The decrease in home ownership is also tied to the fact that the US government, for the first time ever, has ceased to be a major cheerleader for “The American Dream” of owning a home. Starting in 2008, the government released reports hinting that renting may be the dominant future paradigm. Trends in that direction have increased in subsequent years.
Any future increase in mortgage rates will certainly not help this situation. The following chart shows the decrease in buying power resulting from only a 1/2% rise in interest rates for two different price ranges. It’s substantial and makes a good case for not waiting any longer to buy.
The following chart does show improvement in what’s known as the ‘absorption rate’, that is, the amount of time (expressed in months) it will take to sell off the housing inventory currently available.
You can see the improvement since 2011. Most of New Jersey is currently enjoying a low absorption rate with certain counties in the south of the state remaining stubbornly slow. It’s not surprising that these southern New Jersey regions have some of the highest unemployment rates state-wide.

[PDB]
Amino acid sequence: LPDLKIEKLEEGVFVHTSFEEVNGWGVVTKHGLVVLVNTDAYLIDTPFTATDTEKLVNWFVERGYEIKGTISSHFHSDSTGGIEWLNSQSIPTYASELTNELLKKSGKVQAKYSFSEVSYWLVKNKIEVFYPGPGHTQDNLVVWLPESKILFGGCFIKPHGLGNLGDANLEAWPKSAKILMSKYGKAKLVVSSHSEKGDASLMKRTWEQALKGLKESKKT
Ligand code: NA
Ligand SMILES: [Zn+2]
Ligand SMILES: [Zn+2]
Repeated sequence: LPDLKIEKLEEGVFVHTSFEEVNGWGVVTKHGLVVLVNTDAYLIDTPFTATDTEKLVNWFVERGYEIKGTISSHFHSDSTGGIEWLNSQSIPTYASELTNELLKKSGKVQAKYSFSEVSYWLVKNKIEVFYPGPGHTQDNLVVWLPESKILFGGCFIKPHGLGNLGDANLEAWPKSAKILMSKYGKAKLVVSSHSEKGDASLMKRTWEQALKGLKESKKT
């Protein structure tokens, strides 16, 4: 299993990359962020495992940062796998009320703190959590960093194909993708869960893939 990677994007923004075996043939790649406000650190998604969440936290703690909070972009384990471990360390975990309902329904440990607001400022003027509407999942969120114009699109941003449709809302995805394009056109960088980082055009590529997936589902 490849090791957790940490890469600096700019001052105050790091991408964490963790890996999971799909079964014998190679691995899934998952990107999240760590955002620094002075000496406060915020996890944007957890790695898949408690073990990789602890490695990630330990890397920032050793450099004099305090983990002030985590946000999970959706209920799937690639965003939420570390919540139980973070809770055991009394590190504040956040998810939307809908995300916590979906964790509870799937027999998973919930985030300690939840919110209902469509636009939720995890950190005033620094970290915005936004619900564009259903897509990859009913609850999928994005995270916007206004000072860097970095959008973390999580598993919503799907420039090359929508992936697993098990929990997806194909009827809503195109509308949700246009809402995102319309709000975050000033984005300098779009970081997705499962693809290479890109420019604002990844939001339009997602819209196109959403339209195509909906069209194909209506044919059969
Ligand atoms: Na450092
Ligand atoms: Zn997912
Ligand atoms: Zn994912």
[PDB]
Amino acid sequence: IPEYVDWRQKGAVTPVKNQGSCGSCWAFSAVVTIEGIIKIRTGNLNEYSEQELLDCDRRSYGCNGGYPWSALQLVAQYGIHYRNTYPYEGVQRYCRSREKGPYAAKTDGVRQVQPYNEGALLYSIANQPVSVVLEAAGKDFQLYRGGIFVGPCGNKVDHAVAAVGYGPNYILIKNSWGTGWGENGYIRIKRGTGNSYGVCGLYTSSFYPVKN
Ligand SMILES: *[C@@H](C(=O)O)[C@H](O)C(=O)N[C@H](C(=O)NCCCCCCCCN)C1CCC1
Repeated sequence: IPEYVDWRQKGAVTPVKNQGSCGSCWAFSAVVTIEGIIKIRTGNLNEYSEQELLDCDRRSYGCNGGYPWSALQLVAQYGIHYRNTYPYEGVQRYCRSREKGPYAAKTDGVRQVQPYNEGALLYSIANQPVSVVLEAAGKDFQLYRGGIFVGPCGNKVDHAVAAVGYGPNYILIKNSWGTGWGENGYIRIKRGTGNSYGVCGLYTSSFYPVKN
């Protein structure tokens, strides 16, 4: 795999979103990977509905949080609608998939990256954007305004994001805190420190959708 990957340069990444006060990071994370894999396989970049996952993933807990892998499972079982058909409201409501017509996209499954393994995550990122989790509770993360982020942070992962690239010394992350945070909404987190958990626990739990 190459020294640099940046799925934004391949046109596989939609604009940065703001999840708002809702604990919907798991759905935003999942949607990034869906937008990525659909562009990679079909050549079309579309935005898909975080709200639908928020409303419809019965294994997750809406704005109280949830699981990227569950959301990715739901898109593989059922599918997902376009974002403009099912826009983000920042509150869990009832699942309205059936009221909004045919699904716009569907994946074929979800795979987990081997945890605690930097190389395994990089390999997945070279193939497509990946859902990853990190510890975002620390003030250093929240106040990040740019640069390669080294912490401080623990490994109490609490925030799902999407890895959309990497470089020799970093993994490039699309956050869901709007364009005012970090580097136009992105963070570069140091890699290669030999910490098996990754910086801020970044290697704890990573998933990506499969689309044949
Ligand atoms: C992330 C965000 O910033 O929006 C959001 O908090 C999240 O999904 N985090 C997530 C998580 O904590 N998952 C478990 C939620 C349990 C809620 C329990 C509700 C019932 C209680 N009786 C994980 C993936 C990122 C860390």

The following chart shows the strongest markets in New Jersey as expressed in lowest absorption rates.
Remember, there are 565 municipalities in the state and each is its own market. You’ll notice that Montclair and Glen Ridge are strong markets with 2.3 and 1.5 months of supply, respectively.
As for the future, Mr. Ottteau says that migration to the “inner ring” areas close to urban living will continue, home prices will remain strong in 2016 with annual appreciation approaching 4%. He sees interest rates rising in 2017 with price gains slowing. We are up against 2 cycles in the projections for the next couple of years. We are due for another slow down in home prices and activity as we approach the end of a positive 5-6 year housing cycle, just as has been the case for the past 50 years with the exception of the 10 year cycle from 1996 to 2006. In addition, the next recession is coming in a couple of years. Mr. Otteau contends that since New Jersey housing prices are down 16% currently, the next slow down in the economy probably won’t effect housing prices to any great extent.